259 Park Science Building
gtowell at brynmawr dot edu
|Lecture||9:55 -- 11:15 T, Th||Park 336|
|Lab||11:25 -- 12:45Th||Park 230|
|Office Hours||M 10-11, T, 11-12, F 10-12. Also by appointment||Park 259|
232 840 6920.
|Password: given in class|
|Course Description||This course examines the applications of algorithms to the accomplishments of various programming tasks. The focus will be on understanding of problem-solving methods, along with the construction of algorithms, rather than emphasizing formal proving methodologies. Some of the algorithms we will study/implement include: searching, sorting, search engine indexing, Page Rank, pattern recognition: nearest neighbor, decision trees, neural nets, graph algorithms, error correcting codes, data compression, digital signatures, database algorithms, cryptographic hash functions, etc. Additionally, we will learn how to measure program performance, programming pitfalls, code optimization, advanced programming structures, etc. Prerequisites: CS151 and CS231 (Junior/Senior standing in the major preferred). This is a Writing Intensive (WI) course.|
|Computer Lab||Park 230 & 231||Instructions for using the lab
Remote accessible lab computer status
Make It Clear
by P Winston
by T. Cormen
Nine Algorithms that Changed the Future
by J MacCormick
- Jan 17, First class
- Schedule This is a key document. It show all of the readings; has links to all of the labs, and shows who is presenting on which days -- about what.
Assignments will be late and not accepted 5 minutes after the beginning of class
- Jan 19: Language standards and odd numbers Writeup due Jan 24, before the start of class.
Sample essay for lab 1
- Jan 26: Writeup due Jan 31, before the start of class.
- Feb 2: Writeup due Feb 7, before the start of class.
Much of this course will be student led discussion. So a schedule with lecture notes is not terribly relevant.Schedule This is a key document. It shows all of the readings; has links to all of the labs, and shows who is presenting on which days -- about what. Below are powerpoint slides, if/when appropriate.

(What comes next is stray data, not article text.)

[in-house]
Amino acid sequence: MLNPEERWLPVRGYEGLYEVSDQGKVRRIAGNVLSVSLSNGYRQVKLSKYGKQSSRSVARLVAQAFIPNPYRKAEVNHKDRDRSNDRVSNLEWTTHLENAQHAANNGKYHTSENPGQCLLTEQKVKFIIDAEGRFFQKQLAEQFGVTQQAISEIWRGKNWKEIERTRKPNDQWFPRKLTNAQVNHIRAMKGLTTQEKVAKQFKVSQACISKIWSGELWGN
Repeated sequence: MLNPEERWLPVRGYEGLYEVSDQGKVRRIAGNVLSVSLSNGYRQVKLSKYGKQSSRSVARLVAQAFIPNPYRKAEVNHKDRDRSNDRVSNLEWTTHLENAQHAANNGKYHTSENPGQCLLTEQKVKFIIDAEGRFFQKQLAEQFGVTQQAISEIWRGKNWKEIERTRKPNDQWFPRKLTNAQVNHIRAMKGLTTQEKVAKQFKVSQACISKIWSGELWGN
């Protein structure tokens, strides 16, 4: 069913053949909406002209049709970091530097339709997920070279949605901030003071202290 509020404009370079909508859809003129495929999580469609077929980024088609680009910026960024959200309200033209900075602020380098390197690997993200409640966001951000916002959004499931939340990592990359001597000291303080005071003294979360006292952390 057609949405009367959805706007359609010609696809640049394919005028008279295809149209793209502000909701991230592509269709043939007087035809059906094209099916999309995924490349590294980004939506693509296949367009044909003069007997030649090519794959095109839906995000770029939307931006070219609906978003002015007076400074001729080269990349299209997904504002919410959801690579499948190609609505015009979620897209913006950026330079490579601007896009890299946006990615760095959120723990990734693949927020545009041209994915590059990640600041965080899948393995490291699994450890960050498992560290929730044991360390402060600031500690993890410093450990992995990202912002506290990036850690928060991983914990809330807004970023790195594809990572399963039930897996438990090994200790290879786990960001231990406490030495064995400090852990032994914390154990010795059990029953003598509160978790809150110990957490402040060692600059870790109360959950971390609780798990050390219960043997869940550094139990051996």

- Jan 17 -- Introduction
- Jan 19 -- More algorithmic thoughts -- graphs
- Jan 24 -- Lab 1 recap, Presentations
- Jan 26 -- HW 1, Presentations, algorithms
A sample document from latex for font and page size reference
- Jan 31 -- Student presentation on Lab 1
- Feb 2 -- Student presentation on Sorting
Common issues in Lab 2 reports
Attendance and active participation are
expected in every class. Participation includes asking questions,
contributing answers, proposing ideas, and providing constructive
Please stay in touch with me, particularly if you feel stuck on a topic or assignment and can't figure out how to proceed. Often a quick e-mail, or face-to-face conference can reveal solutions to problems and generate renewed creative and scholarly energy. It is essential that you begin assignments early.
GradingGrades will be awarded based on the number of points earned and according to the percentage breakdowns shown.
|Labs & written work||35%|
Incomplete grades will be given only for verifiable medical
illness or other such dire circumstances. Incomplete grades must be approved through the Dean's